Instead of scales a shark’s body is covered in tiny ‘skin teeth’! These teeth make a sharks skin feel like sandpaper.

Something fishy!

Fish is the general term used to describe a huge group of animals that live in water and have a backbone, cold blood, gills and fins. There are three main groups of fish; bony fish (e.g. salmon), cartilaginous fish (e.g. sharks and rays) and jawless fish (e.g. hagfishes).

Breathing and floating

Fish use gills to breathe the oxygen in water. Water flows over the gills from pairs of flap like openings on a fish’s head. Bony fish have one gill opening while sharks and rays have 5-7.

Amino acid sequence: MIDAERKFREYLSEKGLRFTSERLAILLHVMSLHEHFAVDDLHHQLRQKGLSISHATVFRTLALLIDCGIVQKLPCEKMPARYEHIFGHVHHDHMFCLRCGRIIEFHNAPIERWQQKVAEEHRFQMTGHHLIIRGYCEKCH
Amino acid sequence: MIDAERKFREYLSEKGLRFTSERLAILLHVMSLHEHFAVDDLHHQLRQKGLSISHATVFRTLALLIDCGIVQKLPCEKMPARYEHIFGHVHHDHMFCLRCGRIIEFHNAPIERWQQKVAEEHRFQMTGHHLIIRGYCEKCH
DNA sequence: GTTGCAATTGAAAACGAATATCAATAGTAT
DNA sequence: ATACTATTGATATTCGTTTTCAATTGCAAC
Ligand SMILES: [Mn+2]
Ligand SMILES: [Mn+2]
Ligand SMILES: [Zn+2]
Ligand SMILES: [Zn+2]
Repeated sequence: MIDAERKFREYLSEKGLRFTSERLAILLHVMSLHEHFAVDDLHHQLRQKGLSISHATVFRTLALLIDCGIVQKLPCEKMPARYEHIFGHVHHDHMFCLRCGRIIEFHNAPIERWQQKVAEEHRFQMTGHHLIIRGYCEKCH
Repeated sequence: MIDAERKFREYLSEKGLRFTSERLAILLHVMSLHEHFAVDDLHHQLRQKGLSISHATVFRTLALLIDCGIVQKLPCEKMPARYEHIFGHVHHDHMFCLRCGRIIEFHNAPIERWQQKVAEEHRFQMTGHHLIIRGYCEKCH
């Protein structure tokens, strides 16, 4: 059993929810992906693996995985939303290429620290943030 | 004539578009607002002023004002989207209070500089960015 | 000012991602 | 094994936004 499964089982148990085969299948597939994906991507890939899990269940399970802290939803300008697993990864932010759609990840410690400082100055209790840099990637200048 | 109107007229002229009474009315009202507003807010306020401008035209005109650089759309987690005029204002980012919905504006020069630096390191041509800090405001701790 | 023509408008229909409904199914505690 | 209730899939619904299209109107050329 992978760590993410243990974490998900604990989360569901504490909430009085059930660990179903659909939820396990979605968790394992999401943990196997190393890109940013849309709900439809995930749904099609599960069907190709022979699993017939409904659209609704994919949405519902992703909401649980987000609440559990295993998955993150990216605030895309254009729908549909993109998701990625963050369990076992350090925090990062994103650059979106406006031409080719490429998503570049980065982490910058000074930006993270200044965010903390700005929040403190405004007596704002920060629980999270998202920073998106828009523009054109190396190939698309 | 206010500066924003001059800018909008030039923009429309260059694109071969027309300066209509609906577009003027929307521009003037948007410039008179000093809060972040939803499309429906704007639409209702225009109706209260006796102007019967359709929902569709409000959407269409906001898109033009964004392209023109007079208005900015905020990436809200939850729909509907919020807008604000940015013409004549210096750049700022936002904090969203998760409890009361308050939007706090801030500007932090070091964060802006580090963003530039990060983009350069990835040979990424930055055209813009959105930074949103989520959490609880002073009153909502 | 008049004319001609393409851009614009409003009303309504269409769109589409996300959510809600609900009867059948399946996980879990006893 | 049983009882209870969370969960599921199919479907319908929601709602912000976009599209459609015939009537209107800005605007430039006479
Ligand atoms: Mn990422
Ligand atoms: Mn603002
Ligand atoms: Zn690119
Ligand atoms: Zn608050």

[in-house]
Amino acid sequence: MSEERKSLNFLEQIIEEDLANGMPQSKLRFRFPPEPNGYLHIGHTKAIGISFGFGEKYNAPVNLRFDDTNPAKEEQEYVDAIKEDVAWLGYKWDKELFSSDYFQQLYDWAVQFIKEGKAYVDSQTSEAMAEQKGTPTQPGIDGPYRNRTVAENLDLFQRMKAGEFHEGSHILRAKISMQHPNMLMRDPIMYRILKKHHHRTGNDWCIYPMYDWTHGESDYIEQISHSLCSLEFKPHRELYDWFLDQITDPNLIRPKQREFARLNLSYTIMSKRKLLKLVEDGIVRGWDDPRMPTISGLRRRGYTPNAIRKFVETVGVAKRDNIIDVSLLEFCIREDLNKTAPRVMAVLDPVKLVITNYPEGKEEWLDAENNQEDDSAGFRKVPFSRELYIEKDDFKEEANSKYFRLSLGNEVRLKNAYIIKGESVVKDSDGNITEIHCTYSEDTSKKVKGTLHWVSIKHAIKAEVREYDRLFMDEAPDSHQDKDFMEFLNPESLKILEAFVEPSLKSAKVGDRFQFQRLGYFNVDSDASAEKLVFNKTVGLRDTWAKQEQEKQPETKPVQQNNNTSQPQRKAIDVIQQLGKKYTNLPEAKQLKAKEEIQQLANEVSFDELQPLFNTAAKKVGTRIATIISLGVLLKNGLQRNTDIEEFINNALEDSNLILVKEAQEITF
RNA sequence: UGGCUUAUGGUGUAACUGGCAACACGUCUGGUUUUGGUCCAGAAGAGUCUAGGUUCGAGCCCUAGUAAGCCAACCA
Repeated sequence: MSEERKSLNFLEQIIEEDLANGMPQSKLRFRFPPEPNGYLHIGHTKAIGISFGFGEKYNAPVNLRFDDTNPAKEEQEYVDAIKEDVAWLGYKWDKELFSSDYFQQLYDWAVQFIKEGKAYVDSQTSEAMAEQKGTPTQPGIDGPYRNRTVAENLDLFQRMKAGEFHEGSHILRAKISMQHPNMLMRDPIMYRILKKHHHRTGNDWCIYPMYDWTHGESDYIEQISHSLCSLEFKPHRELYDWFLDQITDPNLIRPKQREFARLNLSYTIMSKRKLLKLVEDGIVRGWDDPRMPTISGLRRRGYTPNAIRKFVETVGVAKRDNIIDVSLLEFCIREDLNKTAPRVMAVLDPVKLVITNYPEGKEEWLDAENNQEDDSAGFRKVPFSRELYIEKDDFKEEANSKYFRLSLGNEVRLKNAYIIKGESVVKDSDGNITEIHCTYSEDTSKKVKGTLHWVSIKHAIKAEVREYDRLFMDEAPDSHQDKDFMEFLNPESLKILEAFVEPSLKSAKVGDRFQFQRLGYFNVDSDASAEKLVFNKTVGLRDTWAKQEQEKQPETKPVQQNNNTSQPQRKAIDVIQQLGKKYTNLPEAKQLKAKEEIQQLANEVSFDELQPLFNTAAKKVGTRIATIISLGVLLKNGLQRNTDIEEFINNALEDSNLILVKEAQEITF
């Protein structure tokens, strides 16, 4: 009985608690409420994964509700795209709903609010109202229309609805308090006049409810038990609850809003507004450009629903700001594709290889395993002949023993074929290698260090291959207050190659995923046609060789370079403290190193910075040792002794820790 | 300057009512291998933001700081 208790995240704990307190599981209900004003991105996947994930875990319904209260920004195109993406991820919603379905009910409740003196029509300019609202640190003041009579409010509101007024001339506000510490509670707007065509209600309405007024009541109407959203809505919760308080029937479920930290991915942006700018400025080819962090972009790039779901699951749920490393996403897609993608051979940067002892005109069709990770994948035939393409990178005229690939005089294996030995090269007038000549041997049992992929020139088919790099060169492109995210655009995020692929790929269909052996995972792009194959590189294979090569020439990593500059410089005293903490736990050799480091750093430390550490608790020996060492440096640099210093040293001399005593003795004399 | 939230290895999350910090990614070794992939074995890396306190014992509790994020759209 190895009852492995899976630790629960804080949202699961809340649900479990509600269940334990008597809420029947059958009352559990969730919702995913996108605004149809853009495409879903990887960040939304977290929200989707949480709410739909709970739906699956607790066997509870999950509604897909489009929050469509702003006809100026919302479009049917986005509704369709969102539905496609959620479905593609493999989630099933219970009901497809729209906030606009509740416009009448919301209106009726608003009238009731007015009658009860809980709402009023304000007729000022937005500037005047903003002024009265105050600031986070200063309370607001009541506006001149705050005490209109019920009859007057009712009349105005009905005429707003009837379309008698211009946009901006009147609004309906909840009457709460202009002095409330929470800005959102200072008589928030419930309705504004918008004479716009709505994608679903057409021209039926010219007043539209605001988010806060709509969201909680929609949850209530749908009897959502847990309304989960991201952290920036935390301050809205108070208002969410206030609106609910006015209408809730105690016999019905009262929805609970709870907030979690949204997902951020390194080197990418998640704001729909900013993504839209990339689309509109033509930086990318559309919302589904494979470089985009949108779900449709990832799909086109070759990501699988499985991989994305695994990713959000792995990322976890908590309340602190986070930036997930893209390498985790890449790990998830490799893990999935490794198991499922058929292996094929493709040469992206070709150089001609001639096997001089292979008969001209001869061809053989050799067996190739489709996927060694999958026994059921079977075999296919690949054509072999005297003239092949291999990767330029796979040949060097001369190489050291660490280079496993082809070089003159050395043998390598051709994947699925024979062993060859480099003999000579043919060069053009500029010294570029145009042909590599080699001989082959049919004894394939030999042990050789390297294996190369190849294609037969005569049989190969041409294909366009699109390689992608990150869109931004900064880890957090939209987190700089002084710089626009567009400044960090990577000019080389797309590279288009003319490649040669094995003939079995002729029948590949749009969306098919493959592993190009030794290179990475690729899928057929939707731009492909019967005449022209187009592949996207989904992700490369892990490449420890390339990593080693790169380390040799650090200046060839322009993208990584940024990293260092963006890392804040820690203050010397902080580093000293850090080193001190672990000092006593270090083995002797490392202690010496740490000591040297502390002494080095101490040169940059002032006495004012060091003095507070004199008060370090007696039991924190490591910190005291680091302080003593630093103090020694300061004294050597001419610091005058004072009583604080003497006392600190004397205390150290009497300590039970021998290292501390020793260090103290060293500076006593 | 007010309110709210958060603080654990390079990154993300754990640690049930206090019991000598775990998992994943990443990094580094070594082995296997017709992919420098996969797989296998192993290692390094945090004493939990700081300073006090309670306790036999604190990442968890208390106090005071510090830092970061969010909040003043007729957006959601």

Fish are heavier than water! To help them stay afloat bony fish have an air filled sac called a swim bladder, and sharks have a large oily liver.

Scales and Slime

Most fish are covered in thin overlapping plates, called scales, which protect their skin. On top of these scales is a layer of slime! Slime helps fish to swim faster and stay healthy by acting as a barrier to parasites and a liquid bandaid!


Fish have 5 sets of fins each with its own role. The side fins are normally used for steering, the tail for propulsion and the other fins for stability.

Fast or slow?

The shape of a fishes tail can tells us how fast it usually swims. Fish with forked tails, and a narrow base, are fast swimmers. Slow swimmers have rounded tails with a wide base.


Bony fish have very flexible fins compared to cartilaginous fish.